“There ought to be a law against her.”
How on earth do you rate a cheesy double feature of glorified sex education films? This is the dilemma that faced me after watching the 2-for-1 DVD from Something Weird Video–Damaged Goods/The Hard Road. Do I rate these films on artistic merit? Educational potential? Campiness? I finally decided to land on the entertainment value of these two films, and for me, the entertainment value wasn’t much….
I love Something Weird Video, and their intro trailer alone is worth the price of a DVD, but Damaged Goods and The Hard Road are scrapping the bottom of the barrel. Of the two features, Damaged Goods (AKA V.D.), from director H. Haile Chace has the better plot and a more traditional story line (which isn’t saying much). The story focuses on Jim (Mory Schoolhouse) and Judy (Charlotte Stewart)–two 17-year-old high school students who can’t wait to graduate and “grow up.” A new girl at the school, Kathy (Dolores Faith) acts as a sort of femme fatale, and this all combines to drive Jim off the deep end. A stripper named Bubbles, a prostitute and a weenie roast are elements of this cheese-fest–and it’s all, apparently, a marvelous opportunity to drag in a doctor who delivers a lecture about sexually transmitted diseases–complete with handy-dandy diagrams (courtesy of U.S. Public Educational Health Services Film).
The Hard Road, from director Gary Graver, is an even worse film than Damaged Goods, and that means I liked it more. This tawdry tale is the story of 17-year-old Pam, and the film begins with her pregnant, in the back seat of her parents’ car. After giving the baby up for adoption, Pam (Connie Nelson) begins her deep descent on the iniquitous road to Hades, and it’s a bumpy ride involving swinging parties, bead curtains, various illegal substances and an extensive wardrobe of caftans. With cameras zooming in and out of bedroom scenes, Pam soon has more men than I’ve had hot dinners. Well these were the swinging 60s, after all.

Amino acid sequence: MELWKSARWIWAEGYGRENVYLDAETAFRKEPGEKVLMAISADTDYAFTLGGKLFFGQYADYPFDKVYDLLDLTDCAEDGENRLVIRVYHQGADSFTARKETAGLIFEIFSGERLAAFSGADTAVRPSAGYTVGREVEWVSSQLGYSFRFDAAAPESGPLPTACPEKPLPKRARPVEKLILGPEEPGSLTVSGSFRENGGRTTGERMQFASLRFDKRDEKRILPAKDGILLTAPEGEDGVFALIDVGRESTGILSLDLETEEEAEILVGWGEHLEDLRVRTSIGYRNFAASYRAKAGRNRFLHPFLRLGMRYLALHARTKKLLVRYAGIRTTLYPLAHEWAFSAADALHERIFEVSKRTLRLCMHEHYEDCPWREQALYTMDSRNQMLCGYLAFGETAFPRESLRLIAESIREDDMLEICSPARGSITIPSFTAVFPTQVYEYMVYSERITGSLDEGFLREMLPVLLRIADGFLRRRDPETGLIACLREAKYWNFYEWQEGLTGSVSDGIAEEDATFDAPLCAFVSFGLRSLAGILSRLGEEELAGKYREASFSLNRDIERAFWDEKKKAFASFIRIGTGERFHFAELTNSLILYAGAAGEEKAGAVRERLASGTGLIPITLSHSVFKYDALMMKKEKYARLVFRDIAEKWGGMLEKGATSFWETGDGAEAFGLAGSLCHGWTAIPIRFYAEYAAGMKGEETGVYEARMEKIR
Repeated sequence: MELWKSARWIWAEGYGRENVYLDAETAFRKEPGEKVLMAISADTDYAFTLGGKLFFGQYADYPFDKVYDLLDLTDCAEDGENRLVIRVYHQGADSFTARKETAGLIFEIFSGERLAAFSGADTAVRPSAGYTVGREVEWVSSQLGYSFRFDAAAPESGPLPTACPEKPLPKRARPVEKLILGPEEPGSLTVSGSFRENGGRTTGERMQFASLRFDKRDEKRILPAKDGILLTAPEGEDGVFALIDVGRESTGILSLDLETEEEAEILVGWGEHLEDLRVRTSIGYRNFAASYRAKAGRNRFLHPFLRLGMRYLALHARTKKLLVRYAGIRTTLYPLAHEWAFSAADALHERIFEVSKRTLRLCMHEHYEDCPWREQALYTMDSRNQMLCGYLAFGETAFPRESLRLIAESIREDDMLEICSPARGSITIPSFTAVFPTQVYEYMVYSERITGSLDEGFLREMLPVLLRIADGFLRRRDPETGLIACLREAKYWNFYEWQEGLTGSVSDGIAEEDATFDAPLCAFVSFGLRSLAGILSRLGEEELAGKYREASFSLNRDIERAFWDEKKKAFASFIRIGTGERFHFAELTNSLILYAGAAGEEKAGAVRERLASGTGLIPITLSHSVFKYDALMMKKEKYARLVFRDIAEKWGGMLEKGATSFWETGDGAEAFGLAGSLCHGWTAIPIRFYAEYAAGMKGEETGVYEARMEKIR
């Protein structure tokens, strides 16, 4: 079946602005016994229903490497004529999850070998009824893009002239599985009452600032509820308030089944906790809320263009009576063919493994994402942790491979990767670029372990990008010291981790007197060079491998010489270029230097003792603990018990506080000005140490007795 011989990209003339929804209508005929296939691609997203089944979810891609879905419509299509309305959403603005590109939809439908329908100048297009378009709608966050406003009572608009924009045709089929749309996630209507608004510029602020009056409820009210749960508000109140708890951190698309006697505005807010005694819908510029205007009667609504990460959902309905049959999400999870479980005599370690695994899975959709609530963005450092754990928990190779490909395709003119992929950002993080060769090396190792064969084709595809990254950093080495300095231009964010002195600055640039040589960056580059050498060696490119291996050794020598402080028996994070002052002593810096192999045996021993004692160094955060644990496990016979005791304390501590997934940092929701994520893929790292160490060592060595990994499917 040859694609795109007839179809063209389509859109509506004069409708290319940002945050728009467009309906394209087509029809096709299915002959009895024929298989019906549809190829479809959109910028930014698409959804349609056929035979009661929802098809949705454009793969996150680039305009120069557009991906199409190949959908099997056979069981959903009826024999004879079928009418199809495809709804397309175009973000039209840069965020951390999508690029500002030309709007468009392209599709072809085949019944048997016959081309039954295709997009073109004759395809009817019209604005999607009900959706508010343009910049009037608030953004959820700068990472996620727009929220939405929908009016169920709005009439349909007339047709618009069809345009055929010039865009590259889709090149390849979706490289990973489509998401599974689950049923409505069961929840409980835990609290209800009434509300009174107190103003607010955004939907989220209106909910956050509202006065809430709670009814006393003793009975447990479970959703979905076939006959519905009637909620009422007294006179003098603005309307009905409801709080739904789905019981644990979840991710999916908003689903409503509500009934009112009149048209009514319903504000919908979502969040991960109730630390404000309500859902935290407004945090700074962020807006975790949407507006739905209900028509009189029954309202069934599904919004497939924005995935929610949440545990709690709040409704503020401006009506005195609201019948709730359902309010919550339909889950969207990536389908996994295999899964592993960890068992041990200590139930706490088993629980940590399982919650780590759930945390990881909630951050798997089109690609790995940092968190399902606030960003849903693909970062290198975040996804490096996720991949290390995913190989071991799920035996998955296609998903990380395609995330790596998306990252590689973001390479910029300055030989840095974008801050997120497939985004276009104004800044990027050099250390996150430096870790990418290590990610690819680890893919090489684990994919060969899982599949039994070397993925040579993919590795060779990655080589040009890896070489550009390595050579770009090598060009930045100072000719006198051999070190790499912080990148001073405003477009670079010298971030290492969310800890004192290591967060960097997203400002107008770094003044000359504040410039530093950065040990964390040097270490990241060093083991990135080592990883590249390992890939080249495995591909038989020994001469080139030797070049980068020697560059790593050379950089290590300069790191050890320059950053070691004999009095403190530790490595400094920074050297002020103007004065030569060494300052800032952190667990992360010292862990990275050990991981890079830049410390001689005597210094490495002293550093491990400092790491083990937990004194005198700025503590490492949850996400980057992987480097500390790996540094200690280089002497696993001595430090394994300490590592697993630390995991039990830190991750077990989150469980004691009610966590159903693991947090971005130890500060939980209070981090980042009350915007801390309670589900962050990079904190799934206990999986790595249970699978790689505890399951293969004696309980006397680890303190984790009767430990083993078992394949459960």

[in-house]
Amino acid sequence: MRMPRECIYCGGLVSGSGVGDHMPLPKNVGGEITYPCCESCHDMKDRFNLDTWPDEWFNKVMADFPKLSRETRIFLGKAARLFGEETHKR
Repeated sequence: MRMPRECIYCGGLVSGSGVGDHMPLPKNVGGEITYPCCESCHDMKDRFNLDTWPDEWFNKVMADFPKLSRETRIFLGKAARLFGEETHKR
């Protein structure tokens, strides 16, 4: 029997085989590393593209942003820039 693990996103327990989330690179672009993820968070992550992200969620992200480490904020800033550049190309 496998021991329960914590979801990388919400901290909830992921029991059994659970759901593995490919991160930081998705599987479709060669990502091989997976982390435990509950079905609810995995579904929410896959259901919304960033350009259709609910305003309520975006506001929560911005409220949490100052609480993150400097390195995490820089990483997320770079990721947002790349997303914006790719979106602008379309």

Ultimately, these two forgettable titles are artifacts, and it’s obvious that Damaged Goods and The Hard Road are both “fluff” content built around the educational venereal disease lectures spliced into each film in a stop-the-madness sort of way. The most hilarious aspect of these films is imagining the reactions of a high school class being forced to watch them. As for DVD quality, there were some neon green vertical lines and splotches on the film. The double feature DVD comes with a load of special features: Teen Trash Trailers, Classroom Scare Short #1: The Innocent Party, Scare Short #2: VD!, a Gallery of Roadshow Pitch Books with “Facts of Life” intermission lecture, and a Gallery of Exploitation Art with radio interview from Slightly Damaged sex hygienist EJ. Schaefer.